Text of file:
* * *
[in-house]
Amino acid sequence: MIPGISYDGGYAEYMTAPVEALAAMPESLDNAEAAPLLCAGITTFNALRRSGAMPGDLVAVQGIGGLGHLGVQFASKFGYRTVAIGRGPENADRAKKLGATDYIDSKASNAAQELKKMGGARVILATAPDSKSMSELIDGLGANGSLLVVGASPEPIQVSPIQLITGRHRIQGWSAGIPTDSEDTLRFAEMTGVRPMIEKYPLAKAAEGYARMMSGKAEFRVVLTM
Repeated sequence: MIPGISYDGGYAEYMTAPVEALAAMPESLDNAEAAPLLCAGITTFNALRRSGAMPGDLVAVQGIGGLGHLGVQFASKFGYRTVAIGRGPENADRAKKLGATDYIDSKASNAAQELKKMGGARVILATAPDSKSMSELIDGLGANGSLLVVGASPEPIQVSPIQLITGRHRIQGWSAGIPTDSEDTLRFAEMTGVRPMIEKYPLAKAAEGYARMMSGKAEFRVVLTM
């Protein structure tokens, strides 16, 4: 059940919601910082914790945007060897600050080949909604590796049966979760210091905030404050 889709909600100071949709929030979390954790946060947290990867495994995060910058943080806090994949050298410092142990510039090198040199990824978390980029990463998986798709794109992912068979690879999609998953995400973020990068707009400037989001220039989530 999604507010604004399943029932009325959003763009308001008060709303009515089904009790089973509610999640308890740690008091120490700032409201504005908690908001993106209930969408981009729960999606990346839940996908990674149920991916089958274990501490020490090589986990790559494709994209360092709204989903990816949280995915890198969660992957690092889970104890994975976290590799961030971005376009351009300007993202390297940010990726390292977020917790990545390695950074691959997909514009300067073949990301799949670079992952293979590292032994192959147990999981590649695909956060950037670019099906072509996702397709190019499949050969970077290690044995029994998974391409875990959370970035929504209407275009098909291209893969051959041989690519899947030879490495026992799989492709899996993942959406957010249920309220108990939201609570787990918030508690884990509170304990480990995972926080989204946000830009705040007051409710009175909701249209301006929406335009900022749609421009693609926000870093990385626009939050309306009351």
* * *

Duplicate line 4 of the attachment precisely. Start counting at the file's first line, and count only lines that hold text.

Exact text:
């Protein structure tokens, strides 16, 4: 059940919601910082914790945007060897600050080949909604590796049966979760210091905030404050 889709909600100071949709929030979390954790946060947290990867495994995060910058943080806090994949050298410092142990510039090198040199990824978390980029990463998986798709794109992912068979690879999609998953995400973020990068707009400037989001220039989530 999604507010604004399943029932009325959003763009308001008060709303009515089904009790089973509610999640308890740690008091120490700032409201504005908690908001993106209930969408981009729960999606990346839940996908990674149920991916089958274990501490020490090589986990790559494709994209360092709204989903990816949280995915890198969660992957690092889970104890994975976290590799961030971005376009351009300007993202390297940010990726390292977020917790990545390695950074691959997909514009300067073949990301799949670079992952293979590292032994192959147990999981590649695909956060950037670019099906072509996702397709190019499949050969970077290690044995029994998974391409875990959370970035929504209407275009098909291209893969051959041989690519899947030879490495026992799989492709899996993942959406957010249920309220108990939201609570787990918030508690884990509170304990480990995972926080989204946000830009705040007051409710009175909701249209301006929406335009900022749609421009693609926000870093990385626009939050309306009351």